While sitting in traffic on the way to work, Mark Hanna, an emergency pediatrician at Maimonides Medical Center in New York, watched as cars blocked the path of an ambulance on a choked-up Brooklyn street.
Hanna, a self-proclaimed drone nerd, thought to himself: Is there any way an airborne, medicine-carrying device could reach a patient faster than an ambulance on wheels? He looked into the response times of ambulances in the crowded New York City borough. Then, he flew his drone in comparable weather and wind conditions to see how quickly it could travel the same distance as an ambulance.
Earlier this month, Hanna presented preliminary findings at the American Academy of Pediatrics Conference in New Orleans. He admits the data aren’t a perfect picture of a drone’s efficiency in a city emergency, but they’re a start. Laws prevent drone enthusiasts from flying their air vehicles in the city, so Hanna had to replicate the conditions of an emergency drone flight the best he could.
A Race Against Time
Assuming the air over New York remains clear, Hanna theorizes that a drone could reach a patient in need much faster than an ambulance in order to deliver medication and survey a scene for first responders.
The average arrival time for an ambulance in a life-threatening emergency in Brooklyn is over nine minutes, according to Hanna’s abstract. He says oftentimes in these situations, when a patient goes into cardiac arrest, anaphylactic shock or overdose, time is the most critical factor in determining if they live or die.
The drones, in comparison, could travel the same distance as ambulances 32 percent faster. That figure indicated to Hanna that the flying bots might have an edge when responding to critical emergency situations. He imagines a scenario in which drones and their human counterparts could work in tandem to administer emergency medication while the ambulance takes a bit longer to arrive on scene.
“This isn’t an effort to replace EMS,” Hanna says. Camera-equipped drones could help in more ways than one. “Besides the medication … the information it can give EMS and first responders is immense.”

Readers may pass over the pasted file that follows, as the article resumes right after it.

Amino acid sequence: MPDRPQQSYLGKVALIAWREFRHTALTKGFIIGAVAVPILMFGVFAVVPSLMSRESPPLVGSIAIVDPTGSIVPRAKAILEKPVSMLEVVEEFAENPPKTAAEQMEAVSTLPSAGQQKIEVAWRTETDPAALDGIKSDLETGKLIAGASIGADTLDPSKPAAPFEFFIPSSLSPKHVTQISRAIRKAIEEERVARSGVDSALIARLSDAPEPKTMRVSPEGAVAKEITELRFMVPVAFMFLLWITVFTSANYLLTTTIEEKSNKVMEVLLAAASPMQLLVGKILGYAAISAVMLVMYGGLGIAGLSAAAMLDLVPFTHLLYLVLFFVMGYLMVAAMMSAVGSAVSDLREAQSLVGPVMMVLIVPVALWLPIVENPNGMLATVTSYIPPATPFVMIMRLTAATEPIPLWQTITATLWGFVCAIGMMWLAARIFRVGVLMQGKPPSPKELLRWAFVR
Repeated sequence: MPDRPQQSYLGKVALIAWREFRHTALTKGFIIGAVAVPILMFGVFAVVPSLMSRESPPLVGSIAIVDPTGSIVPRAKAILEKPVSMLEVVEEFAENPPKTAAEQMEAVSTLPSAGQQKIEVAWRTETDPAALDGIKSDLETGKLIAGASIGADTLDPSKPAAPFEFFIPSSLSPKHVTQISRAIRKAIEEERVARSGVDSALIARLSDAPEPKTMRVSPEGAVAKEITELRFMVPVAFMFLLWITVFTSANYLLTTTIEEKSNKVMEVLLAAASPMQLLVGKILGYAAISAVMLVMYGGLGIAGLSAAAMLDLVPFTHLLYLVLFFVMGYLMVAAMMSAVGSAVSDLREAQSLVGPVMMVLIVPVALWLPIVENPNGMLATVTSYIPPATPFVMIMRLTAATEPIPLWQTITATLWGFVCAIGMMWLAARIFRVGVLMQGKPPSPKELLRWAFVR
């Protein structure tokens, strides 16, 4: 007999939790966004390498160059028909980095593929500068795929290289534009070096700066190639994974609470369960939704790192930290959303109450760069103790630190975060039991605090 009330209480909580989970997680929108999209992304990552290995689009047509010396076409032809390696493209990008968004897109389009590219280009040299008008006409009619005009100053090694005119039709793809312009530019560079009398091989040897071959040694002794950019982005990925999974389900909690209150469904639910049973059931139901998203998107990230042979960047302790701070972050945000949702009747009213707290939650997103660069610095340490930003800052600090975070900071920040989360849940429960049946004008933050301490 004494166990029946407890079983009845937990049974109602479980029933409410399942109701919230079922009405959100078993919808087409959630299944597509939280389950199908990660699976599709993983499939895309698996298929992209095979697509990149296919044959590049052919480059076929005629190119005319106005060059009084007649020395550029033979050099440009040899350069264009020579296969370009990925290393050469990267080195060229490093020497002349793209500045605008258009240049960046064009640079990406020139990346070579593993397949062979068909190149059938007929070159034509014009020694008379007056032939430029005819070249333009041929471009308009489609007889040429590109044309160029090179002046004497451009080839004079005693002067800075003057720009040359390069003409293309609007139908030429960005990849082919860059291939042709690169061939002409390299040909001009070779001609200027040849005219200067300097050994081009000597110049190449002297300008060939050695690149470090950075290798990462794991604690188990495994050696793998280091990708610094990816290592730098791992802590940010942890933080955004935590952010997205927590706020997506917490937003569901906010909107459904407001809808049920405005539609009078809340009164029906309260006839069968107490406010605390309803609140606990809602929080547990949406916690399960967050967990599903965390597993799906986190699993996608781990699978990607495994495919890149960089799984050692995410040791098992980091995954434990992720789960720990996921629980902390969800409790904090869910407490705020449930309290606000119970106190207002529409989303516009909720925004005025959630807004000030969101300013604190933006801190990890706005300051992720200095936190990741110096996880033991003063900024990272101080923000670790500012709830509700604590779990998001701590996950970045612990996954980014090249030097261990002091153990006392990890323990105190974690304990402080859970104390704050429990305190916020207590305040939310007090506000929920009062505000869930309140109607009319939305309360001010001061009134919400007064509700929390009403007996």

His next step is to determine how well bystanders can administer medications in a situation in which a drone delivers tools for them to help a person in an emergency. Hanna plans to recruit people with no formal medical training in order to get the best picture of how easy — and safe — it would be to make medicine available via drone.
Here to Stay
Though the drones Hanna has in mind aren’t developed yet, he is searching for collaborators and funding to help build the medical drone of his dreams.
Other research projects have looked into the possibilities of medical drones, but the ones Hanna envisions haven’t yet hit the mainstream medical market. A similar project, completed by engineers at Delft University of Technology in the Netherlands, created an ambulance drone in 2014 to bring a defibrillator to the scene of a patient going into cardiac arrest. And medicine-dropping bots, like the ones created by Zipline, are taking to the skies in Rwanda and Ghana.
But bigger problems than development could lie ahead for bringing these types of drones to American cities. Companies like Amazon and UPS have faced regulation problems, as FAA rules have held back the mass entrance of delivery drones into the skies.
Nonetheless Hanna remains optimistic.
“I really think in 20 years, it’s going to be part of our national landscape,” he says. In the meantime, he’ll continue flying his drone, and keeping his eyes on the future.